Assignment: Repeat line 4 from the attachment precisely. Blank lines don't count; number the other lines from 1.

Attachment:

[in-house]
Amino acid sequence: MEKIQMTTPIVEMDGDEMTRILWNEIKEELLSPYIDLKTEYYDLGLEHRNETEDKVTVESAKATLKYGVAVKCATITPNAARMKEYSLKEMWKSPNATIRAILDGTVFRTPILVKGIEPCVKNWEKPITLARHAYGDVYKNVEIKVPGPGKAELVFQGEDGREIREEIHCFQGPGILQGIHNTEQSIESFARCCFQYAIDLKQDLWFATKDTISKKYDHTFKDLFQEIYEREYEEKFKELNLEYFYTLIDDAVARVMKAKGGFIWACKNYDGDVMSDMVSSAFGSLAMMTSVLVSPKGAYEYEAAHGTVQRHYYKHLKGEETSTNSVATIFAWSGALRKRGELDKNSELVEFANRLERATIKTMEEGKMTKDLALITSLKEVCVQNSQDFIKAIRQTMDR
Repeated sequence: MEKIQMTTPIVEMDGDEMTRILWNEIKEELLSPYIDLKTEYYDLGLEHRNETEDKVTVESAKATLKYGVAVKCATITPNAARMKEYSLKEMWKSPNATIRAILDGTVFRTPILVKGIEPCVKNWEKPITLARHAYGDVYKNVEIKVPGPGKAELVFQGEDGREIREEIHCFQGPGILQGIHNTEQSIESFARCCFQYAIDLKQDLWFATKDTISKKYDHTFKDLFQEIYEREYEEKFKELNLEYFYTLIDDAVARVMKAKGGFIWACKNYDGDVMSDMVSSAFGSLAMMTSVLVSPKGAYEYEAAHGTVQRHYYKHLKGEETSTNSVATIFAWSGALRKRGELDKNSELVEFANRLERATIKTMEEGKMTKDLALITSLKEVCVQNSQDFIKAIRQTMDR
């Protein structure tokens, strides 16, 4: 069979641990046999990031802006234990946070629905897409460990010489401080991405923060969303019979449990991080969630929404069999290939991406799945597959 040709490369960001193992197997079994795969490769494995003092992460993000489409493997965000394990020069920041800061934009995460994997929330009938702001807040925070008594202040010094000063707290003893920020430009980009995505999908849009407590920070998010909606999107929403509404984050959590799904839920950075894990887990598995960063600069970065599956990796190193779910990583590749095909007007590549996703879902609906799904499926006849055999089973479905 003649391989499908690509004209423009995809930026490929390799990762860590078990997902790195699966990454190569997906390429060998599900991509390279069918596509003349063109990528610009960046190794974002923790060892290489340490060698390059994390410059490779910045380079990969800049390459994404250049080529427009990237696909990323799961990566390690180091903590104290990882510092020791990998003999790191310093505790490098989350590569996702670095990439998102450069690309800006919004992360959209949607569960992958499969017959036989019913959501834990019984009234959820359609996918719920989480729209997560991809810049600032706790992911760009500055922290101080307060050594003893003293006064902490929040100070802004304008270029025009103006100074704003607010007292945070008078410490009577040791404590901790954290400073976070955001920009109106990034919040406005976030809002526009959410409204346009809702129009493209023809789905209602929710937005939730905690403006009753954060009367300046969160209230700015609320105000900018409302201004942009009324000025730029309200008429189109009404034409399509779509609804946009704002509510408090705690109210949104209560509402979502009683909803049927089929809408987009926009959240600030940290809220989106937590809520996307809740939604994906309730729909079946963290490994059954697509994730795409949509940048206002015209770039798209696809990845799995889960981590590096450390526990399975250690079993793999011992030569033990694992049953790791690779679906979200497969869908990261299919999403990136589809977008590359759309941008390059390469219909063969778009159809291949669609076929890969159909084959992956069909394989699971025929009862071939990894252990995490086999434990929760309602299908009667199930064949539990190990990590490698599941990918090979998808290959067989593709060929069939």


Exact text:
């Protein structure tokens, strides 16, 4: 069979641990046999990031802006234990946070629905897409460990010489401080991405923060969303019979449990991080969630929404069999290939991406799945597959 040709490369960001193992197997079994795969490769494995003092992460993000489409493997965000394990020069920041800061934009995460994997929330009938702001807040925070008594202040010094000063707290003893920020430009980009995505999908849009407590920070998010909606999107929403509404984050959590799904839920950075894990887990598995960063600069970065599956990796190193779910990583590749095909007007590549996703879902609906799904499926006849055999089973479905 003649391989499908690509004209423009995809930026490929390799990762860590078990997902790195699966990454190569997906390429060998599900991509390279069918596509003349063109990528610009960046190794974002923790060892290489340490060698390059994390410059490779910045380079990969800049390459994404250049080529427009990237696909990323799961990566390690180091903590104290990882510092020791990998003999790191310093505790490098989350590569996702670095990439998102450069690309800006919004992360959209949607569960992958499969017959036989019913959501834990019984009234959820359609996918719920989480729209997560991809810049600032706790992911760009500055922290101080307060050594003893003293006064902490929040100070802004304008270029025009103006100074704003607010007292945070008078410490009577040791404590901790954290400073976070955001920009109106990034919040406005976030809002526009959410409204346009809702129009493209023809789905209602929710937005939730905690403006009753954060009367300046969160209230700015609320105000900018409302201004942009009324000025730029309200008429189109009404034409399509779509609804946009704002509510408090705690109210949104209560509402979502009683909803049927089929809408987009926009959240600030940290809220989106937590809520996307809740939604994906309730729909079946963290490994059954697509994730795409949509940048206002015209770039798209696809990845799995889960981590590096450390526990399975250690079993793999011992030569033990694992049953790791690779679906979200497969869908990261299919999403990136589809977008590359759309941008390059390469219909063969778009159809291949669609076929890969159909084959992956069909394989699971025929009862071939990894252990995490086999434990929760309602299908009667199930064949539990190990990590490698599941990918090979998808290959067989593709060929069939």